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Sources: Top SCDPS Executive To Step Down




One of the leaders of the scandal-scarred S.C. Department of Public Safety (SCDPS) is resigning her post at the agency, sources familiar with the situation tell us.

Tosha Autry – SCDPS director of human resources – will step down from her role this month, we’re told.  It’s not clear who will replace her, but given agency director Leroy Smith’s hiring history we can probably guess the likely ethnicity of her replacement.

Smith is under fire for his failed leadership of this agency, which was the focus of a damning report released earlier this year by the S.C. legislative oversight commission.  A subsequent investigation into the agency has since been launched by the S.C. Office of Inspector General (SCOIG).

According to the legislative oversight report, SCDPS has presided over soaring traffic fatalities, lax law enforcement, misappropriation of public funds, poor recruitment (and retention) of officers and double standards in the administration of internal justice.

Since then, it’s been revealed that traffic fatalities were even higher than originally reported.

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Autry made headlines last spring when she was accused of committing perjury during a legislative oversight hearing.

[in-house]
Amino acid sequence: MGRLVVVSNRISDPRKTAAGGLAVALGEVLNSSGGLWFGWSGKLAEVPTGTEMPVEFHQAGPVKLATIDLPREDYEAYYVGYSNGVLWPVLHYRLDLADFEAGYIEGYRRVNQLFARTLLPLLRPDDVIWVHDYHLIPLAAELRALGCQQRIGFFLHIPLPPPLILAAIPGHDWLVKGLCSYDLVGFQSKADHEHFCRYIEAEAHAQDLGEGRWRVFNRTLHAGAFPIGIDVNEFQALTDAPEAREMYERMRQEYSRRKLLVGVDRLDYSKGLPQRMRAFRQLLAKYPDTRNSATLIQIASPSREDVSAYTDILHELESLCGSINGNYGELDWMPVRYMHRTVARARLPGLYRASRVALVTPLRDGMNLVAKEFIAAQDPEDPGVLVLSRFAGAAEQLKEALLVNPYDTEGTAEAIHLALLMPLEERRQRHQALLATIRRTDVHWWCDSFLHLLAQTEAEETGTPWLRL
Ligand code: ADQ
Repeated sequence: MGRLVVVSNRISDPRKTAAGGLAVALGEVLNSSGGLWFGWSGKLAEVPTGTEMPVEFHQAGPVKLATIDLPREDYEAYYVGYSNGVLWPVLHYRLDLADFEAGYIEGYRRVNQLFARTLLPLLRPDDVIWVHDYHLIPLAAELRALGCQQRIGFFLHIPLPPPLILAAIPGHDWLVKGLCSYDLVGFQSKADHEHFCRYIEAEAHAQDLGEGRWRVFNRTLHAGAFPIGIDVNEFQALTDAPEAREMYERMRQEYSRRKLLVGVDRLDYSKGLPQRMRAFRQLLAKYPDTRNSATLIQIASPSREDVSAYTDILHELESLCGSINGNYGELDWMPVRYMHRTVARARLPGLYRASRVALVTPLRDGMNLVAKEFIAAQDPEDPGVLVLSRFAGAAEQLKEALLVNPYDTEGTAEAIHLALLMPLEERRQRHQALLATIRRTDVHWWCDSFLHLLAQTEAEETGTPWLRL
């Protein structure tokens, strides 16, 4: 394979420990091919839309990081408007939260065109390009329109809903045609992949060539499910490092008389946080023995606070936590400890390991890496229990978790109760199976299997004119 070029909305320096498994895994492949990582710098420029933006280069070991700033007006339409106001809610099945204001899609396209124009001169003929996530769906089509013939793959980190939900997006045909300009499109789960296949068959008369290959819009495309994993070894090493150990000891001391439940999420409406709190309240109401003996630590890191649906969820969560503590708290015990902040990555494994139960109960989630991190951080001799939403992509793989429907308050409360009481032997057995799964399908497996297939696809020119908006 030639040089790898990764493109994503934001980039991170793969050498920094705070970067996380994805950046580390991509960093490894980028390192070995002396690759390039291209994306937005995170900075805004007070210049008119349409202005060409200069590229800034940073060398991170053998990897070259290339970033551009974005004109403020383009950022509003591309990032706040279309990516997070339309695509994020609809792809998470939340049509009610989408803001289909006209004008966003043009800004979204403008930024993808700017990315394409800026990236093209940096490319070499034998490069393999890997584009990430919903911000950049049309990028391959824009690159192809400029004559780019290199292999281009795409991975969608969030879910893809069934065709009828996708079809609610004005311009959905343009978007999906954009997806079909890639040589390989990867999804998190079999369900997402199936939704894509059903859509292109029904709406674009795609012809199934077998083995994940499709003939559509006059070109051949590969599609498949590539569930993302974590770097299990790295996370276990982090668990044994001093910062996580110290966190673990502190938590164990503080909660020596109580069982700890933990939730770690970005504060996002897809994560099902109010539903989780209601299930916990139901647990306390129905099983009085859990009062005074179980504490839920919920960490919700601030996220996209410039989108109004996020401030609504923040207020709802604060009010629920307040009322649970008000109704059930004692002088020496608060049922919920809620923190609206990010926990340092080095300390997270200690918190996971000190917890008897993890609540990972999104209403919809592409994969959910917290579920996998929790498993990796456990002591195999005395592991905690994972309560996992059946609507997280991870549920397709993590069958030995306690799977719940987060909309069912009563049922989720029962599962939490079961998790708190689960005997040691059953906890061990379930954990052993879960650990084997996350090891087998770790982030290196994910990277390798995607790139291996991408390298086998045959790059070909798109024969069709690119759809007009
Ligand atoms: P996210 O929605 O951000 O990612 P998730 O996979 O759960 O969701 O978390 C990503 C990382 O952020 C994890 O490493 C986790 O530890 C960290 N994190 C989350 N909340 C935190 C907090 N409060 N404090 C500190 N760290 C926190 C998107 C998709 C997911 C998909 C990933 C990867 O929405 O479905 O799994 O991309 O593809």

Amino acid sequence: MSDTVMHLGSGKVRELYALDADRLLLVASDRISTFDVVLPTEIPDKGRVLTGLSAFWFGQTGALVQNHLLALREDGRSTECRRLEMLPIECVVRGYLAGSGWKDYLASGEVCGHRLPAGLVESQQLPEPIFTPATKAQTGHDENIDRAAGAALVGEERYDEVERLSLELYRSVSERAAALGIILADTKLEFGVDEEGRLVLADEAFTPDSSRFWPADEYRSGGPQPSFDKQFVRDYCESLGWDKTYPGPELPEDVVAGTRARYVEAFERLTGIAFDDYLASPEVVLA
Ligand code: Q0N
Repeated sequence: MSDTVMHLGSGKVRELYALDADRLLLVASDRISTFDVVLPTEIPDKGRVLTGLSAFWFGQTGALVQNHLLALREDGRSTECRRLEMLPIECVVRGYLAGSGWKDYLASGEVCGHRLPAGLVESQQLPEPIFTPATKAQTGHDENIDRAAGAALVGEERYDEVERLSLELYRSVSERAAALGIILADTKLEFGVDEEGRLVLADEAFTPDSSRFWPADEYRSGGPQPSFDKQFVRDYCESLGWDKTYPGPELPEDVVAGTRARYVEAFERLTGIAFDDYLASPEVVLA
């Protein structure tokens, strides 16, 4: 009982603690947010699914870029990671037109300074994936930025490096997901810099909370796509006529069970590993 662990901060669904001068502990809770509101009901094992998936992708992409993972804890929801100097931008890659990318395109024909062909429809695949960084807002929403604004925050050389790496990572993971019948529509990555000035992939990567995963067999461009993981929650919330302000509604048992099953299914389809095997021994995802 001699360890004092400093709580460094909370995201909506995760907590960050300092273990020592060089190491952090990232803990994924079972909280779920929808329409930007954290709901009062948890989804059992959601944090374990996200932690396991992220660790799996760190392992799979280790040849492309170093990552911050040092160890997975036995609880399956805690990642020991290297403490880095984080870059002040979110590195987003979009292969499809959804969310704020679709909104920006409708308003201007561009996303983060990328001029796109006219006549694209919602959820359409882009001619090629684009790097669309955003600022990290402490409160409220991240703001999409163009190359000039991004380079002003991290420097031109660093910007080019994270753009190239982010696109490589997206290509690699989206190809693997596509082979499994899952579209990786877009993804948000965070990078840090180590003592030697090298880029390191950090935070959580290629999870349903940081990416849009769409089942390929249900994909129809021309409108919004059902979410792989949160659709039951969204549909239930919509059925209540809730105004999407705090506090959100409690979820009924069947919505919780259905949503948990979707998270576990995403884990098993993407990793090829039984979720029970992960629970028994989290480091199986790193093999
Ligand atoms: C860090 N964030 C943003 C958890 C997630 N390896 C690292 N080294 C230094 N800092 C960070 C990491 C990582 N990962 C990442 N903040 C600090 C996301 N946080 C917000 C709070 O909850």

Asked under oath by state representative Eddie Tallon whether or not she had ever instructed her employees to lie, Autry – having been duly sworn – answered in the negative.

At that point, Tallon produced an audio recording in which Autry’s voice could be heard explicitly providing such permission.

“If you work in HR … you a liar,” Autry said on the tape.  “It’s not a bad liar but you will tell white lies.  You don’t know what’s going on you guys act like you don’t know what’s going on.  All right? They got terminated, you knew they got terminated. Did you know so-and-so got terminated? I don’t know what you’re talking about. You just lied because you know they got terminated but you can’t tell them that they got terminated.”

SCDPS’ hiring and firing practices – overseen by Autry – are among the reasons the agency has landed in hot water of late.

At the conclusion of the latest S.C. Highway Patrol (SCHPgraduation ceremony, there were approximately 800 troopers patrolling Palmetto State roadways – well below the 1,200 considered optimum for public safety.

Driving these shortages?  Poor employee recruitment and retention, which sources within the agency attribute to inept, inconsistent and discriminatory management on the part of Smith and his staff.



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